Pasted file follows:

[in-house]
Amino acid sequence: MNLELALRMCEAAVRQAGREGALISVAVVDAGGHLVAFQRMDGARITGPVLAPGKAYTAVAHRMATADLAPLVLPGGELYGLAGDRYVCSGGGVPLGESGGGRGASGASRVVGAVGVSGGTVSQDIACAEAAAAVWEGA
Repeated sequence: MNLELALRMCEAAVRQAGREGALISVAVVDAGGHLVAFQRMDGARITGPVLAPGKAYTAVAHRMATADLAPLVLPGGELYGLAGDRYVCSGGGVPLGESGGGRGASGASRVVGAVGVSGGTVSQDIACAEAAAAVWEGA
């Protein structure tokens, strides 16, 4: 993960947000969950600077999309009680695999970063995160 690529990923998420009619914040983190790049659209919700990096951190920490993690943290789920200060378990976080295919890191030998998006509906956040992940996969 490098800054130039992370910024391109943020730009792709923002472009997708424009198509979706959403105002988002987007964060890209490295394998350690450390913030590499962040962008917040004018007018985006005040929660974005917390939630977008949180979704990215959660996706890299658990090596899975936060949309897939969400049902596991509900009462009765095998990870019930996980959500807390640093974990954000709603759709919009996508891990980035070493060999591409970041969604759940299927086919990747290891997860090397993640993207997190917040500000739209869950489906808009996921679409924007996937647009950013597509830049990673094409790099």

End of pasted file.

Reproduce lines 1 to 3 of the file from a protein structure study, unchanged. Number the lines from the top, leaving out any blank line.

[in-house]
Amino acid sequence: MNLELALRMCEAAVRQAGREGALISVAVVDAGGHLVAFQRMDGARITGPVLAPGKAYTAVAHRMATADLAPLVLPGGELYGLAGDRYVCSGGGVPLGESGGGRGASGASRVVGAVGVSGGTVSQDIACAEAAAAVWEGA
Repeated sequence: MNLELALRMCEAAVRQAGREGALISVAVVDAGGHLVAFQRMDGARITGPVLAPGKAYTAVAHRMATADLAPLVLPGGELYGLAGDRYVCSGGGVPLGESGGGRGASGASRVVGAVGVSGGTVSQDIACAEAAAAVWEGA